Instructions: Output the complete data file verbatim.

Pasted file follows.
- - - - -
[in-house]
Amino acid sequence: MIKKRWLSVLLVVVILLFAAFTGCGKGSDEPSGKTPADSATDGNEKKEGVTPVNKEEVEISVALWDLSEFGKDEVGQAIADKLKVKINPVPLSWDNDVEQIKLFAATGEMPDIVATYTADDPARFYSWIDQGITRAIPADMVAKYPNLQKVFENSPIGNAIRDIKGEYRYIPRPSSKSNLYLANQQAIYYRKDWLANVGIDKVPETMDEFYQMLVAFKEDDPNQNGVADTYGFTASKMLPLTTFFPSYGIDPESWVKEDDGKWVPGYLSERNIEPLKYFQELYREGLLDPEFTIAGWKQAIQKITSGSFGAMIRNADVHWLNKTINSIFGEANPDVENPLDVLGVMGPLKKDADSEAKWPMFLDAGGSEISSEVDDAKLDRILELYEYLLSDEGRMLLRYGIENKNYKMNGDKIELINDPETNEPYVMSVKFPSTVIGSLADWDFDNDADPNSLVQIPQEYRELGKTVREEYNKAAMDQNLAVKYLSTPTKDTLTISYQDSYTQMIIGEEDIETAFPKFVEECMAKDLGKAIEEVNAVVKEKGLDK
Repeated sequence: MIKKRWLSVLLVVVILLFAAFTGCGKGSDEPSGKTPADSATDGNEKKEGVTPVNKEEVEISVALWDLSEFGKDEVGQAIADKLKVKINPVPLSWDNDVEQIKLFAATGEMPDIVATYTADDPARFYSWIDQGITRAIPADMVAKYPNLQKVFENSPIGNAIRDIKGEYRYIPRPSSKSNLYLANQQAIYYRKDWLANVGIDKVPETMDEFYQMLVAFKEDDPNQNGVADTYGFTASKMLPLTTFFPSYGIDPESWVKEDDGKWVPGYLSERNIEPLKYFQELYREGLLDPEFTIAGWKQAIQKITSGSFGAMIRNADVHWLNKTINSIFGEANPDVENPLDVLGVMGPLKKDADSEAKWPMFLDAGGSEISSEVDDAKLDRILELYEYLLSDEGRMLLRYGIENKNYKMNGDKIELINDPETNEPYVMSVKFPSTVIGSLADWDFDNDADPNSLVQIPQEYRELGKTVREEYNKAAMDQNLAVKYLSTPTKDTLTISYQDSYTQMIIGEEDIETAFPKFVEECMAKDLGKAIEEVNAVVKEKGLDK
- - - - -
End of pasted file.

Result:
[in-house]
Amino acid sequence: MIKKRWLSVLLVVVILLFAAFTGCGKGSDEPSGKTPADSATDGNEKKEGVTPVNKEEVEISVALWDLSEFGKDEVGQAIADKLKVKINPVPLSWDNDVEQIKLFAATGEMPDIVATYTADDPARFYSWIDQGITRAIPADMVAKYPNLQKVFENSPIGNAIRDIKGEYRYIPRPSSKSNLYLANQQAIYYRKDWLANVGIDKVPETMDEFYQMLVAFKEDDPNQNGVADTYGFTASKMLPLTTFFPSYGIDPESWVKEDDGKWVPGYLSERNIEPLKYFQELYREGLLDPEFTIAGWKQAIQKITSGSFGAMIRNADVHWLNKTINSIFGEANPDVENPLDVLGVMGPLKKDADSEAKWPMFLDAGGSEISSEVDDAKLDRILELYEYLLSDEGRMLLRYGIENKNYKMNGDKIELINDPETNEPYVMSVKFPSTVIGSLADWDFDNDADPNSLVQIPQEYRELGKTVREEYNKAAMDQNLAVKYLSTPTKDTLTISYQDSYTQMIIGEEDIETAFPKFVEECMAKDLGKAIEEVNAVVKEKGLDK
Repeated sequence: MIKKRWLSVLLVVVILLFAAFTGCGKGSDEPSGKTPADSATDGNEKKEGVTPVNKEEVEISVALWDLSEFGKDEVGQAIADKLKVKINPVPLSWDNDVEQIKLFAATGEMPDIVATYTADDPARFYSWIDQGITRAIPADMVAKYPNLQKVFENSPIGNAIRDIKGEYRYIPRPSSKSNLYLANQQAIYYRKDWLANVGIDKVPETMDEFYQMLVAFKEDDPNQNGVADTYGFTASKMLPLTTFFPSYGIDPESWVKEDDGKWVPGYLSERNIEPLKYFQELYREGLLDPEFTIAGWKQAIQKITSGSFGAMIRNADVHWLNKTINSIFGEANPDVENPLDVLGVMGPLKKDADSEAKWPMFLDAGGSEISSEVDDAKLDRILELYEYLLSDEGRMLLRYGIENKNYKMNGDKIELINDPETNEPYVMSVKFPSTVIGSLADWDFDNDADPNSLVQIPQEYRELGKTVREEYNKAAMDQNLAVKYLSTPTKDTLTISYQDSYTQMIIGEEDIETAFPKFVEECMAKDLGKAIEEVNAVVKEKGLDK